Claude Debussy (1862–1918)
Program notes for Tippet Rise Art Center
Not to be reprinted without permission
© Benjamin Pesetsky 2019
This is the piece that launched a thousand solo flute pieces, a genre that hardly saw a new entry in the 150 years between Telemann and Debussy. In that time, the flute transformed from a wooden instrument with just a few keys into a sleek, often silver item with full keywork. And so one of the oldest instruments became a totem of modernity. More pieces followed: in 1936 came Varèse’sDensity 21.5 (titled literally after the density of platinum), and by the late 20th century a flute solo was practically a requirement for “serious” composers.
But back to the basics: in Greek mythology, and as told in Ovid’s Metamorphosis, Pan pursued the nymph Syrinx, who turned herself into a thicket of reeds by the water’s edge to escape. Pan cut the reeds to make his pipes, and that was the end of the nymph.
Debussy wrote Syrinx as incidental music for Gabriel Mourey’s Psyché, a dramatic poem intended for the stage that premiered in 1913. The scene in question does not feature Syrinx, but rather two other nymphs (Pan knew many) called L’Oreade and La Naiade, while they overhear his flute in the distance. However Debussy’s original prompt might have been slightly different: the playwright also suggested the piece should be “the last melody Pan plays before his death,” a different scene.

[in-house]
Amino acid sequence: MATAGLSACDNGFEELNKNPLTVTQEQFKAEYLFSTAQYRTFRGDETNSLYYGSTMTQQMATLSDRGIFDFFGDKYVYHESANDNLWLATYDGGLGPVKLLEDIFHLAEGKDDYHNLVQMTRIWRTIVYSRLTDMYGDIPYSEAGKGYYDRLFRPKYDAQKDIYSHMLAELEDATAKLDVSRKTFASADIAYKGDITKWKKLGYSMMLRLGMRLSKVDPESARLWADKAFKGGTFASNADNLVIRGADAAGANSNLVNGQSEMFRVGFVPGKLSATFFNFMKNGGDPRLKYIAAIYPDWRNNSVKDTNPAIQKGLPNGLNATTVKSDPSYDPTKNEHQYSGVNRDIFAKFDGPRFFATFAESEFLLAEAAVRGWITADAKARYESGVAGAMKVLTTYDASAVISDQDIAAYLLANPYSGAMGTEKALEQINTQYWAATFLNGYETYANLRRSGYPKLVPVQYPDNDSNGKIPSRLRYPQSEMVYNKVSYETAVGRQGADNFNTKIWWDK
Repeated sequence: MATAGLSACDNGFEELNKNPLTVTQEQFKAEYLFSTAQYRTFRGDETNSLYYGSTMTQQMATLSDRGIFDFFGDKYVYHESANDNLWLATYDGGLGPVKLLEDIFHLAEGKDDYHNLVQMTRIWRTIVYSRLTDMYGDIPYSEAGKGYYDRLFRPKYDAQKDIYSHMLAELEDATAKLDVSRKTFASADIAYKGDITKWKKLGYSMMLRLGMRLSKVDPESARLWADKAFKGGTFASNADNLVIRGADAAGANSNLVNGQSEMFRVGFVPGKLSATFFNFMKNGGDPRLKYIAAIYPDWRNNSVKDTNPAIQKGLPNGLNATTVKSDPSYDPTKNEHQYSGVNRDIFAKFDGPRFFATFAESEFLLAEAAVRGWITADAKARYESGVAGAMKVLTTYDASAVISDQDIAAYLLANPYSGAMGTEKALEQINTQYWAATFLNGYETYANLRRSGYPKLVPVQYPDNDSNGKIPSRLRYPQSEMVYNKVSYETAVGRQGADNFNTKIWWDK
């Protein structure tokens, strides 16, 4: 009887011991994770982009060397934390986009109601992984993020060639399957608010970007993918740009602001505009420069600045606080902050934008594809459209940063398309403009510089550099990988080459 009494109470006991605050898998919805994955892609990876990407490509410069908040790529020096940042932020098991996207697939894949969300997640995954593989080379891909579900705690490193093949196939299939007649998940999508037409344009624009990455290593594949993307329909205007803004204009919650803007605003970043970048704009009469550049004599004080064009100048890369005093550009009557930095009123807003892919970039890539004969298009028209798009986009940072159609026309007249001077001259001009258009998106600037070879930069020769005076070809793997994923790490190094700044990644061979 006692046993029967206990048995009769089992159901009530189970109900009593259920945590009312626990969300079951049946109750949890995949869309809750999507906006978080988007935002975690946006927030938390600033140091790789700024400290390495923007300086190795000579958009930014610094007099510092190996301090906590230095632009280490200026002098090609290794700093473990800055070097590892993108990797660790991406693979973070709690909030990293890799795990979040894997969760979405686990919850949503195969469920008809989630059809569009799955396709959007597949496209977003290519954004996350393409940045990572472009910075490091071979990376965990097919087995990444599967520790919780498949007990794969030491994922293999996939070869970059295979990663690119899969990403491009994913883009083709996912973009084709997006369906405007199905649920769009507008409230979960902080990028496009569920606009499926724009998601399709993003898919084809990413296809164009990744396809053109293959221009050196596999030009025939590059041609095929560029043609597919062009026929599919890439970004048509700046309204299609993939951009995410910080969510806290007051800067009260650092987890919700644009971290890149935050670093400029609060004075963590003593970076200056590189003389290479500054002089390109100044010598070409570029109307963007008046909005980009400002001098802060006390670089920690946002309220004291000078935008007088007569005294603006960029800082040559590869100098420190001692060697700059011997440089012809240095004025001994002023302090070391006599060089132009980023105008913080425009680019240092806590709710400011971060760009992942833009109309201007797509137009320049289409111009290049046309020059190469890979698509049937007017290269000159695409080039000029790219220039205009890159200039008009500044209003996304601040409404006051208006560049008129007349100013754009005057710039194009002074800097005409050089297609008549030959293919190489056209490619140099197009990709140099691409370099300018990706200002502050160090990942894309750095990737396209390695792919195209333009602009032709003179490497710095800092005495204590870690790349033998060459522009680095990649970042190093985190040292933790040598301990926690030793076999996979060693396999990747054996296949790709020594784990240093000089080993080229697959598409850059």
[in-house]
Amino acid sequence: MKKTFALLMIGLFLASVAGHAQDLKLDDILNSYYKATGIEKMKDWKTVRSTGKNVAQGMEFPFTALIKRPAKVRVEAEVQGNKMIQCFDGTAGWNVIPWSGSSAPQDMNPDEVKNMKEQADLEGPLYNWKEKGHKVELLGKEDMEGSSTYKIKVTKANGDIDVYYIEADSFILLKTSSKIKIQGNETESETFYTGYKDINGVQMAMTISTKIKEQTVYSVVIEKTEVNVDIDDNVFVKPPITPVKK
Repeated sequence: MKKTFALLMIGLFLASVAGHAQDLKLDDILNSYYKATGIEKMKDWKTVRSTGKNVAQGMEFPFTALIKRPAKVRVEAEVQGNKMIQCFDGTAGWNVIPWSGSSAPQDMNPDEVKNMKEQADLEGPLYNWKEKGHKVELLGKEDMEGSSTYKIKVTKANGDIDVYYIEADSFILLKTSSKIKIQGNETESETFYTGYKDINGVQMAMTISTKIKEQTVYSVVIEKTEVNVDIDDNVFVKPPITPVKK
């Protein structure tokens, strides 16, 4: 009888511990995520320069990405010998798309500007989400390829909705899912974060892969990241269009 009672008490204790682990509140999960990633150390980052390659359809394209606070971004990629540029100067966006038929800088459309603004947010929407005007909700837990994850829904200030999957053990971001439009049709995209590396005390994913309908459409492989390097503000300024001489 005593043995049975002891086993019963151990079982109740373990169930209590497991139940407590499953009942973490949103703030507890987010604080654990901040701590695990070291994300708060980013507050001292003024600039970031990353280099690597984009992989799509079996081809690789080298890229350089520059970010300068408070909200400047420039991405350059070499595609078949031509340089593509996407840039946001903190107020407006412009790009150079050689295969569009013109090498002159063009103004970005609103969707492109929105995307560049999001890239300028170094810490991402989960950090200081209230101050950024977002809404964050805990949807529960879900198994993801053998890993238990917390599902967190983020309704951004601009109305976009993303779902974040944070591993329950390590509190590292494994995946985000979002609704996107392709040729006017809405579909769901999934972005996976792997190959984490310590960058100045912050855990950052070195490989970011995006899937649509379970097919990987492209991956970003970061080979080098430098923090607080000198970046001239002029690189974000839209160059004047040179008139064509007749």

Truth be told, Debussy didn’t consider this an important work, and certainly didn’t expect it to jumpstart the modern flute repertoire. To him it was a one-off: his manuscript is lost, and it was only published posthumously in 1927 from a secondary source. Even the title is editorial: Debussy simply called it “Piece for Psyché” orFlûte de Pan, with the publisher choosing Syrinx later.
Its two-and-a-half minutes are evocative, filled with color, and open-ended enough to give the performer wide space for interpretation. The beginning is reminiscent of the flute solo that opens Debussy’s Prélude à l’Après-midi d’un faune (1894), but instead of blooming into an orchestral poem, Syrinx wanders off into solitary musings and elaborations. Avoiding a conventional form, the opening measure comes back three times, each time farther apart (and once an octave lower), always with a unique, improvisatory continuation.